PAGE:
At Lawnside, it is our intention to enable all pupils to meet their maximum potential in Mathematics and become fluent, resilient and independent-thinking mathematicians with the power to reason and deploy their learning in new contexts.
To meet this intention, we employ a Mastery approach to Mathematics. We teach mathematics to whole classes and all children are encouraged to believe that by working hard, persevering and adopting a positive mindset focused on resilience and growth they can succeed in Maths.
The key elements of a Mastery approach are essential in meeting our intent:
- Maths teaching for mastery rejects the idea that a large proportion of people ‘just can’t do maths’.
- All pupils are encouraged by the belief that by working hard at maths they can succeed.
- Pupils are taught through whole-class interactive teaching, where the focus is on all pupils working together on the same lesson content at the same time, as happens in Shanghai and several other regions that teach maths successfully. This ensures that all can master concepts before moving to the next part of the curriculum sequence, allowing no pupil to be left behind.
- If a pupil fails to grasp a concept or procedure, this is identified quickly and early intervention ensures the pupil is ready to move forward with the whole class in the next lesson.
- Lesson design identifies the new mathematics that is to be taught, the key points, the difficult points and a carefully sequenced journey through the learning. In a typical lesson pupils sit facing the teacher and the teacher leads back and forth interaction, including questioning, short tasks, explanation, demonstration, and discussion.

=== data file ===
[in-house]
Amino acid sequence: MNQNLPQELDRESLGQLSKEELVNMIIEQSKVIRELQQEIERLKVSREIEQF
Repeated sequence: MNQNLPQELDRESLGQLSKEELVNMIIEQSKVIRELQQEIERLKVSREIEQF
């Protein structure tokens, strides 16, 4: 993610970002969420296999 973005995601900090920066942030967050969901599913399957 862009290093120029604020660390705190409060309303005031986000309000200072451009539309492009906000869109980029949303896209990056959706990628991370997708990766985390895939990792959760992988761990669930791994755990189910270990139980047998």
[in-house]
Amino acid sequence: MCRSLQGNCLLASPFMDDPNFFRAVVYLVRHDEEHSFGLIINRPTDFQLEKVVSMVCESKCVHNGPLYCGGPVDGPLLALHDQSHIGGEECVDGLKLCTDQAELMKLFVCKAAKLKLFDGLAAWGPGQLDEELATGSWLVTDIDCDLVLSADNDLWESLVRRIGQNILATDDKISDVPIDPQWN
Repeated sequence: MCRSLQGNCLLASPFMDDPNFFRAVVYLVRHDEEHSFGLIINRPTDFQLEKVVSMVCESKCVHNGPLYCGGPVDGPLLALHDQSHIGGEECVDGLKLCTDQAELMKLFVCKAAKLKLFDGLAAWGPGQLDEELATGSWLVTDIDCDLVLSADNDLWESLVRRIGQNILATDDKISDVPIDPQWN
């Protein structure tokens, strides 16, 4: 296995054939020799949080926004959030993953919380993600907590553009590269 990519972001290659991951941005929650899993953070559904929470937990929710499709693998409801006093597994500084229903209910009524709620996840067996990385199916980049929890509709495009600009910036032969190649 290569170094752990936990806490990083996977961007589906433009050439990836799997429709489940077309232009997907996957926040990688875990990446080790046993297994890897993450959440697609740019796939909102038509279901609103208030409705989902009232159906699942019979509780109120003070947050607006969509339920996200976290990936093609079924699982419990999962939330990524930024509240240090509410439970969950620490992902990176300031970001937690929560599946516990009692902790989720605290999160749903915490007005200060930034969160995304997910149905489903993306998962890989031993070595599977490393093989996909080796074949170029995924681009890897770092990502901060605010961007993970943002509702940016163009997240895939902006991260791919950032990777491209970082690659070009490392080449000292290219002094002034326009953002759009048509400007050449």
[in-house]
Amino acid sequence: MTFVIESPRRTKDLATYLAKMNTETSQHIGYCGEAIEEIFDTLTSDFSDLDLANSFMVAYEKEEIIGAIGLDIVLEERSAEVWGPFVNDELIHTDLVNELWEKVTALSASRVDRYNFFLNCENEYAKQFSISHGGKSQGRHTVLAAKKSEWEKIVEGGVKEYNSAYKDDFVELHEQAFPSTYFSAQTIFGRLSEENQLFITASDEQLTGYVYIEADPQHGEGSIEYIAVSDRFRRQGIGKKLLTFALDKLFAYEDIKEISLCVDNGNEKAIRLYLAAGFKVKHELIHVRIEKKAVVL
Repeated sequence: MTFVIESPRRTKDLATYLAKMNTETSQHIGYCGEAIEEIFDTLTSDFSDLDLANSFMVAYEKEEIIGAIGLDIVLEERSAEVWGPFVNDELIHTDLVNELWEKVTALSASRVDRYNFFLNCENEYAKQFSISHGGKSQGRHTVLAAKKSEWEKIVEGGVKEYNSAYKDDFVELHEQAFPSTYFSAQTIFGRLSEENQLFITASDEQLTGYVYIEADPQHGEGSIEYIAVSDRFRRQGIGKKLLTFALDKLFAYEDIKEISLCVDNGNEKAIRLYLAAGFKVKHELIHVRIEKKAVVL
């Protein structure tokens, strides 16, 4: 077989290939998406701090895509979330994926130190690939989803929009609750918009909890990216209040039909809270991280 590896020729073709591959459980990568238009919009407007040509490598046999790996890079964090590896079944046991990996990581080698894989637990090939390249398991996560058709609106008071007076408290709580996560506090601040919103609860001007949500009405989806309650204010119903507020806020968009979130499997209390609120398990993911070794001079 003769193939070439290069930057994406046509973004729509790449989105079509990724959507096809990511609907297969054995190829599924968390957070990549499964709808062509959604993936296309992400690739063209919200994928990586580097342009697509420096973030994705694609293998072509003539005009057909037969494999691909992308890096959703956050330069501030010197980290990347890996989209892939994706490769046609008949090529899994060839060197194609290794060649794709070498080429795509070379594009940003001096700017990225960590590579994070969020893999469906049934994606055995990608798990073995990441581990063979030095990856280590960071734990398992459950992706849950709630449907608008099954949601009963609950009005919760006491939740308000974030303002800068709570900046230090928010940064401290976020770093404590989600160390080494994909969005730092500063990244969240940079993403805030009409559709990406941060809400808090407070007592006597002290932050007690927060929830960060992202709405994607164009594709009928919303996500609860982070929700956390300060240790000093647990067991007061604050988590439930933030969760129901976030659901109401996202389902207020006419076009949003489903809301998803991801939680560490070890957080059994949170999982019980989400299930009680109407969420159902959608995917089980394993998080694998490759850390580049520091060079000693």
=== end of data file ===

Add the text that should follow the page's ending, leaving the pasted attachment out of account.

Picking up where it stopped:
- Procedural fluency and conceptual understanding are developed in tandem because each supports the development of the other.
- It is recognised that practice is a vital part of learning, but the practice used is intelligent practice that both reinforces pupils’ procedural fluency and develops their conceptual understanding.
- Significant time is spent developing deep knowledge of the key ideas that are needed to underpin future learning. The structure and connections within the mathematics are emphasised, so that pupils develop deep learning that can be sustained.
- Key facts such as multiplication tables and addition facts within 10 are learnt to automaticity to avoid cognitive overload in the working memory and enable pupils to focus on new concepts.
We believe that our intent can be met through our Maths curriculum. This is carefully structured to ensure that pupils have the opportunity to meet all national Curriculum objectives during their time at Lawnside. The timing, order and duration of the learning are deliberately chosen to allow longer time to be spent on topics allowing all pupils the chance to develop deep and meaningful mastery of concept. Our intention is to provide a cumulative Maths curriculum where knowledge and skills are gained, retained and connections are strengthened in future terms and years.